• The first generation had Apceros, huge camera-obscuring armor plated herbivores that would charge you on sight and would relentlessly pursue you until you or they died.
    • Melynxes don't hurt you and their attacks barely make you flinch, but they steal your items. What they steal could be anything from an Insect Husk to a Max Potion. Granted, you can get them back by hitting them or rummaging through their loot pile, but they are very quick to run once they snag something and in the early games, some maps didn't have a loot pile for you to check. They were toned down somewhat in Tri, which added felvine bombs to distract them and made it so only a specific, easy to avoid attack would filch your stuff.
    • Tri adds Goddamned Rhenoplos to the mix. Basically, they're a mashup of a Bullfango and an Apceros — they share the Bullfango's love for charging but knock you even further, and they have health about equivalent to an Apceros. Add in armored craniums that can deflect frontal attacks of even green sharpness and you've got one annoying enemy.
    • Tri also adds Bnahabras, souped up Vespoids. While Vespoids were annoying for sneaking up on you then leaving you vulnerable to attack by a paralyzing sting, Bnahabras add in the ability to shoot a defense-lowering goop at your hunter, making everything else hurt more.
    • In 3 Ultimate, all of the smaller minion bird wyverns. Male Jaggi are tolerable and rarely knock you down. The larger female Jaggia, however, have a full body check that sends you flying as far as a Bullfango / Rhenoplos charge plus a bite attack that knocks you down. Wroggis also have the same body check as the Jaggia and a poison breath attack. Luckily it's not as potent as a fully grown Great Wroggi, but the thing that sucks is Great Wroggi will target you with its strongest attacks when you are poisoned. Baggis are just as annoying with their sleep toxin that'll drop you in about 10-15 seconds. Like Great Wroggi, Great Baggi will hound you as soon as you get drowsy. And they sometimes attack your prey when it's sleeping.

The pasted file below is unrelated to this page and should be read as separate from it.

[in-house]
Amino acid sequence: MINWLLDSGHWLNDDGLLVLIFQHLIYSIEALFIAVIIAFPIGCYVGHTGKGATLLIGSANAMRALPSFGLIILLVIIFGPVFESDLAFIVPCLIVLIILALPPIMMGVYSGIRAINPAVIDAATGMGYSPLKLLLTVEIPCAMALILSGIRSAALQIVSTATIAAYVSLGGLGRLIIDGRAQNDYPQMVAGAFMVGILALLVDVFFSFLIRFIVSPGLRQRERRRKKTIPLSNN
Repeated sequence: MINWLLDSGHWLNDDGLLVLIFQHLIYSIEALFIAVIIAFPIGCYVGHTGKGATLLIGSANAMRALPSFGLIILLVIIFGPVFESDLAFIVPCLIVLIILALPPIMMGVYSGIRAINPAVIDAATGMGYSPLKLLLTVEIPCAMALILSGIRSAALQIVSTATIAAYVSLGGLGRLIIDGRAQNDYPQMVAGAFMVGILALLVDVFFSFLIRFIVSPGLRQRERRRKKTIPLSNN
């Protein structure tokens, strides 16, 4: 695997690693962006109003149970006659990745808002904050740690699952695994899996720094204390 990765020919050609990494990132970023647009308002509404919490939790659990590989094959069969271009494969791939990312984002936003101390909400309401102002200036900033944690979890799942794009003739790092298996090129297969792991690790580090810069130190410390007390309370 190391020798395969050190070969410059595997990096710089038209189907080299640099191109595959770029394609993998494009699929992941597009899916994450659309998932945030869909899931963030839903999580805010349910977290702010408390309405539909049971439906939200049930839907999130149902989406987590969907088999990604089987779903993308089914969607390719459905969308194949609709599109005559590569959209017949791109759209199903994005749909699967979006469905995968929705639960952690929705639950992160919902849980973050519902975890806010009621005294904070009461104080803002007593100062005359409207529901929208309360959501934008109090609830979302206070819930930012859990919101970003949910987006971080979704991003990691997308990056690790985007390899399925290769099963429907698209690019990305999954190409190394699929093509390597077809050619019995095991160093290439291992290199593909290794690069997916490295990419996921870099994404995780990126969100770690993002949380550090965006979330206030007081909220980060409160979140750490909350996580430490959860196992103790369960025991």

• Tri also introduces Uroktor, which have the ability to burrow out from right under you and interrupt your attacks. Thankfully, they don't show up in very many areas.
    • 4 and 4 Ultimate add the Konchu, small Crayfish-like crustaceans that can roll into a ball and ram into unsuspecting Hunters. Not only are they as fast as Bullfangos when rolling, but hitting them while they're standing up or curled — whether intentionally or not — will cause your weapon to bounce off, leaving you vulnerable to more lethal threats. They can even latch onto nearby large monsters just to make your weapon bounce and leave you reeling while the large monster smacks you across the room as a result.
  • Goddamned Boss: Now has its own page.
  • Good Bad Bugs:
    • The Yian Garuga Glitch from Freedom. To activate it, take the "Revenge of the Yian Garuga" quest, go to the Veggie Elder and trade a Spiderweb for a Special Mushroom (if you don't have a Spiderweb, gather a Special Mushroom from the spot near the elder), and wait for the time to run out. The game will think you successfully completed the quest. Even better, the next time you face a Yian Garuga, it will have substantially low health, making it easy to beat.
    • In a rare example of Hitbox Dissonance working for the players instead of against them, it is possible to avoid the beginning portion of Ukanlos' swim attack entirely in Freedom Unite by simply standing in place, as long as you know the correct distance and angle at which you should position yourself. It also works sometimes where if you just graze the weak spot, the game registers it as a full hit.
    • MH4U has the Infinite Earth Crystals glitch. It involves making a (Ruby) Basarios trip and then stunning it while it's tripped. Somehow this creates a glitched invisible mining spot that can be gathered from indefinitely (read: until you reach the carrying capacity cap). This is especially helpful because upgrading Rusted and Worn weapons costs a lot of Earth Crystals. Grinding for them has never been easier.